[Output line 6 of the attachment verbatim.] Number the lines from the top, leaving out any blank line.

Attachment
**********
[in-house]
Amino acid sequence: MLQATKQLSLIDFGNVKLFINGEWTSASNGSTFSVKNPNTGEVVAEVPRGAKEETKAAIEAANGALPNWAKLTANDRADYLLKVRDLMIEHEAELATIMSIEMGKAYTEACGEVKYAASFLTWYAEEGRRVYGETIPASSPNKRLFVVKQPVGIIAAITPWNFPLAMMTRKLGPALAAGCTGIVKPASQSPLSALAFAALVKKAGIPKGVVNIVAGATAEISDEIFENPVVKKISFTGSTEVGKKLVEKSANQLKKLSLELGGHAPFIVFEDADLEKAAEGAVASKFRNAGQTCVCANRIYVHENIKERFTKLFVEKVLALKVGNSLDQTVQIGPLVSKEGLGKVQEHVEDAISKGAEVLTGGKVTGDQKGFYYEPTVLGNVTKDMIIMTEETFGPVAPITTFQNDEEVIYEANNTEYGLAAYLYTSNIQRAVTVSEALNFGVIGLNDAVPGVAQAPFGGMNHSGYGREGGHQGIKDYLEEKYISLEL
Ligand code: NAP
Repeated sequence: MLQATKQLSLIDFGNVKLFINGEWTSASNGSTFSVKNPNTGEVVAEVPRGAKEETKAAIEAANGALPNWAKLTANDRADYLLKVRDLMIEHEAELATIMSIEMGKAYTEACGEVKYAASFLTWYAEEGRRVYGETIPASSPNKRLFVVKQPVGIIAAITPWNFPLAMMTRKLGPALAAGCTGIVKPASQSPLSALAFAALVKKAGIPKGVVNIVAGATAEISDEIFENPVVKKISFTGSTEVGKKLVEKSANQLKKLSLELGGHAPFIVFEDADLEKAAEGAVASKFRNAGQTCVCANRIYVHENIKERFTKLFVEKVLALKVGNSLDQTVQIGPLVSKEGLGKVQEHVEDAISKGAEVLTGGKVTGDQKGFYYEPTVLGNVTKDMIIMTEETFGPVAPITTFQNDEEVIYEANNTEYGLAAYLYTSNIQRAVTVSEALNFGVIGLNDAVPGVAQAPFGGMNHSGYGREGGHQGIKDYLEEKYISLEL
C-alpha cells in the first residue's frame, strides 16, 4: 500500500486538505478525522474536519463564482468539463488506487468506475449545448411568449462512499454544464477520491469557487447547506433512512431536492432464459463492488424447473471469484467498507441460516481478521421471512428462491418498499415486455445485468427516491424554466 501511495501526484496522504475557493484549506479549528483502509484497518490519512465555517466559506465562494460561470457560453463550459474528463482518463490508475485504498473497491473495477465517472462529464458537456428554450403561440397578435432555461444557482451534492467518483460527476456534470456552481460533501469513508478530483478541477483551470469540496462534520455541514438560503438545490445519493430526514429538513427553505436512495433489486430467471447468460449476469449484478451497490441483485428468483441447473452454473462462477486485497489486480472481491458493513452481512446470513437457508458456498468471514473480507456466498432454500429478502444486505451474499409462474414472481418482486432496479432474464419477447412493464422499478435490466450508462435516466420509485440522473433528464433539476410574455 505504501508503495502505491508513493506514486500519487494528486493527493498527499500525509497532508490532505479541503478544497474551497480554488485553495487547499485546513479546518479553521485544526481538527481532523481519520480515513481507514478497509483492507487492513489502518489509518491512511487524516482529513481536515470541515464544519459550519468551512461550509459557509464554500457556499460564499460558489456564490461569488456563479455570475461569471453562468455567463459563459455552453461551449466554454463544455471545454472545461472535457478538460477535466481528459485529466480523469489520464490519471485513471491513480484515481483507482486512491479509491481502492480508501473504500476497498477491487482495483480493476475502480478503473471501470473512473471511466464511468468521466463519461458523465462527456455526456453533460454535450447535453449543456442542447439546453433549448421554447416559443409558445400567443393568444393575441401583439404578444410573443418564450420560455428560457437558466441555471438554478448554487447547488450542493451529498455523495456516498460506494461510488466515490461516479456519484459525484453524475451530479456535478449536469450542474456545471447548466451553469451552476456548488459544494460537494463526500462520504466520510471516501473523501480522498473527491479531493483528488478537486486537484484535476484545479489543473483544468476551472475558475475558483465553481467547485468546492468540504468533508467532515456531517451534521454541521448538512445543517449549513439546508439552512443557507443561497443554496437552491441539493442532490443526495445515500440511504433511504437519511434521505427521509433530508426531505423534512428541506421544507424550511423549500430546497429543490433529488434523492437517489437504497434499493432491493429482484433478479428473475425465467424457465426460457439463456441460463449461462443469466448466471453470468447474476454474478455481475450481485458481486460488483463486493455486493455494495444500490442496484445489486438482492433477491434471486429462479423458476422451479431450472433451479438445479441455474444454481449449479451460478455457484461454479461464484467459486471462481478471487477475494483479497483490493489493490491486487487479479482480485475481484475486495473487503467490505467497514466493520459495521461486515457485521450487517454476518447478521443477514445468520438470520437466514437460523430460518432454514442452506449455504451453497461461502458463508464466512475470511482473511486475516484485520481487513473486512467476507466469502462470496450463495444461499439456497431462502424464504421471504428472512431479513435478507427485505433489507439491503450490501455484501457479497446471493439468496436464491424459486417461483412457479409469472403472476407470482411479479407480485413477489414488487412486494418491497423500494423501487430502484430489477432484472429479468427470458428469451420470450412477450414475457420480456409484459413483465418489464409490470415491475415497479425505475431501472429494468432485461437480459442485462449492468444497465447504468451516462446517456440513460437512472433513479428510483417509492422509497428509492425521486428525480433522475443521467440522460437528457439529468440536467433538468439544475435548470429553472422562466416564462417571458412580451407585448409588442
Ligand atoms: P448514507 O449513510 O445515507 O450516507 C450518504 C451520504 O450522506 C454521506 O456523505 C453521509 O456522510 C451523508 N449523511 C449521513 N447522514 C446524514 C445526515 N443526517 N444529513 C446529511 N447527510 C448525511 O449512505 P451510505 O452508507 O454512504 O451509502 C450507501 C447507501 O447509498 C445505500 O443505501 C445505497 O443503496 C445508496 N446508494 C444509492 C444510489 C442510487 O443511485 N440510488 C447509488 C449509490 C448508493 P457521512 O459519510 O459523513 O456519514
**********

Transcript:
Ligand atoms: P448514507 O449513510 O445515507 O450516507 C450518504 C451520504 O450522506 C454521506 O456523505 C453521509 O456522510 C451523508 N449523511 C449521513 N447522514 C446524514 C445526515 N443526517 N444529513 C446529511 N447527510 C448525511 O449512505 P451510505 O452508507 O454512504 O451509502 C450507501 C447507501 O447509498 C445505500 O443505501 C445505497 O443503496 C445508496 N446508494 C444509492 C444510489 C442510487 O443511485 N440510488 C447509488 C449509490 C448508493 P457521512 O459519510 O459523513 O456519514